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Further Seems Forever Interview

Written by : Posted on September 12, 2008 : No Comments
This post is an article from IdiomLife.com. With the phase out of Idiom Life, we found it important to archive the great content that our contributors invested much of their time into. Viva la Idiom Life.

Idiom Life Archive - Further Seems Forever

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Have you guys had your first big fight yet?
JON BUNCH: No… Not really. I mean, I’m still very new with the guys and getting to know them every day still so. It’s like, imagine having seven brothers in a band, you’re going to argue over stupid stuff you know. We try to keep it down to a minimum, but you bicker over things that don’t matter and let some steam off or whatever but it’s been going really well, considering the fact that I’m brand new to the family… The Further Family… They’re not as crazy as everyone says they are.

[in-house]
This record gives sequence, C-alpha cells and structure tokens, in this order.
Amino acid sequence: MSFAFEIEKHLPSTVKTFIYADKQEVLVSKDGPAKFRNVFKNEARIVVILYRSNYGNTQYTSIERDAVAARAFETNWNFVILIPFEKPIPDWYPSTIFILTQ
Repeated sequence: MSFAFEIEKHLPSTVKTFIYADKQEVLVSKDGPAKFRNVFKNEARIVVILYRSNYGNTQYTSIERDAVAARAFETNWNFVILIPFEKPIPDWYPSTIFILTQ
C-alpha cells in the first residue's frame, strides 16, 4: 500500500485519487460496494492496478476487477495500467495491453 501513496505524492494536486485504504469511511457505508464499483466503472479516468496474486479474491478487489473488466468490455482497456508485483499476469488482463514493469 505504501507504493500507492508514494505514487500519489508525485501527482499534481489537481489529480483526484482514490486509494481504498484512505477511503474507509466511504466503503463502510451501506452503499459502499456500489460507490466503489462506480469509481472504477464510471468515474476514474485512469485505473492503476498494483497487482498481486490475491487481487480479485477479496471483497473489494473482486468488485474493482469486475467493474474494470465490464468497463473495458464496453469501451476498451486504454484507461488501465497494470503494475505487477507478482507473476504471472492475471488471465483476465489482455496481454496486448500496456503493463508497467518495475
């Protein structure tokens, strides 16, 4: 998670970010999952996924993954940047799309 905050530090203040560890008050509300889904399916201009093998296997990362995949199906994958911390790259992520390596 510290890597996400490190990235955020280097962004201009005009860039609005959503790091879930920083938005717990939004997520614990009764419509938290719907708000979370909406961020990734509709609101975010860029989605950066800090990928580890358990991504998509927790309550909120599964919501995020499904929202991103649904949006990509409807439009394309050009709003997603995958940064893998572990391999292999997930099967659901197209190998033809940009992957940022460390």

Is that true?
STEVE KLEISATH: Eh… For the most part. Every once in awhile we’ll get crazy.
J: Yeah. We actually have more fun than I thought too. The after parties have been really fun and we’ve had some good times together so far.
S: It’s been good camaraderie.
J: Yeah. It definitely outweighs the pettiness.
S: I would say this lineup definitely has been the most fun, on a daily basis, in my experience since the origins of the group. You know, just hanging out, no drama, there hasn’t really been a lot of drama or just crap tension or anything.

That kind of leads to my first real question… How do you feel the tour has gone so far? This being the first headlining tour with the new lineup, the new lead singer?